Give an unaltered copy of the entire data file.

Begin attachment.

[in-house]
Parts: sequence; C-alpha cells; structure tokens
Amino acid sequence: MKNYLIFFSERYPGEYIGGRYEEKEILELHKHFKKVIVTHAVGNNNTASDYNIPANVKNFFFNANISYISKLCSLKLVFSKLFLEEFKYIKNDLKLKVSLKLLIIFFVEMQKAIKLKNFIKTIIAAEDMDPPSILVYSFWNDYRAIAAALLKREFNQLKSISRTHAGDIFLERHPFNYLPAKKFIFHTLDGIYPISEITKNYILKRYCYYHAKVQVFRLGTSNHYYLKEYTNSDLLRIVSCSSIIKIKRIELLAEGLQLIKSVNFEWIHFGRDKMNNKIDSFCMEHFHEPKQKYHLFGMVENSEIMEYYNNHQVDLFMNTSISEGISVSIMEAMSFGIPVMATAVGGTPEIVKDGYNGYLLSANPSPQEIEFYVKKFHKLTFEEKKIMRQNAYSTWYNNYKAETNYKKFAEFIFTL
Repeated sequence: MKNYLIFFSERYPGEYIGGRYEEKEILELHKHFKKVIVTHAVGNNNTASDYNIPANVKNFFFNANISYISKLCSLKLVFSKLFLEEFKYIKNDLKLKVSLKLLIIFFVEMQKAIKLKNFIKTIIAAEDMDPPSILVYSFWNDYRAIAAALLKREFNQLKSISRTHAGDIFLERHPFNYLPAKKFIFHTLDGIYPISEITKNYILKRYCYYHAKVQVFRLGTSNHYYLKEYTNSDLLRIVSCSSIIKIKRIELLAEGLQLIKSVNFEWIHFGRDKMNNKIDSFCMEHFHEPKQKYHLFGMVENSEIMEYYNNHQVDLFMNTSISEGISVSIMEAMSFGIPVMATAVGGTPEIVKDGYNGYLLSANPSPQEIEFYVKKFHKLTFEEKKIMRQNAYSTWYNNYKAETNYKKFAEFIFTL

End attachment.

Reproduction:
[in-house]
Parts: sequence; C-alpha cells; structure tokens
Amino acid sequence: MKNYLIFFSERYPGEYIGGRYEEKEILELHKHFKKVIVTHAVGNNNTASDYNIPANVKNFFFNANISYISKLCSLKLVFSKLFLEEFKYIKNDLKLKVSLKLLIIFFVEMQKAIKLKNFIKTIIAAEDMDPPSILVYSFWNDYRAIAAALLKREFNQLKSISRTHAGDIFLERHPFNYLPAKKFIFHTLDGIYPISEITKNYILKRYCYYHAKVQVFRLGTSNHYYLKEYTNSDLLRIVSCSSIIKIKRIELLAEGLQLIKSVNFEWIHFGRDKMNNKIDSFCMEHFHEPKQKYHLFGMVENSEIMEYYNNHQVDLFMNTSISEGISVSIMEAMSFGIPVMATAVGGTPEIVKDGYNGYLLSANPSPQEIEFYVKKFHKLTFEEKKIMRQNAYSTWYNNYKAETNYKKFAEFIFTL
Repeated sequence: MKNYLIFFSERYPGEYIGGRYEEKEILELHKHFKKVIVTHAVGNNNTASDYNIPANVKNFFFNANISYISKLCSLKLVFSKLFLEEFKYIKNDLKLKVSLKLLIIFFVEMQKAIKLKNFIKTIIAAEDMDPPSILVYSFWNDYRAIAAALLKREFNQLKSISRTHAGDIFLERHPFNYLPAKKFIFHTLDGIYPISEITKNYILKRYCYYHAKVQVFRLGTSNHYYLKEYTNSDLLRIVSCSSIIKIKRIELLAEGLQLIKSVNFEWIHFGRDKMNNKIDSFCMEHFHEPKQKYHLFGMVENSEIMEYYNNHQVDLFMNTSISEGISVSIMEAMSFGIPVMATAVGGTPEIVKDGYNGYLLSANPSPQEIEFYVKKFHKLTFEEKKIMRQNAYSTWYNNYKAETNYKKFAEFIFTL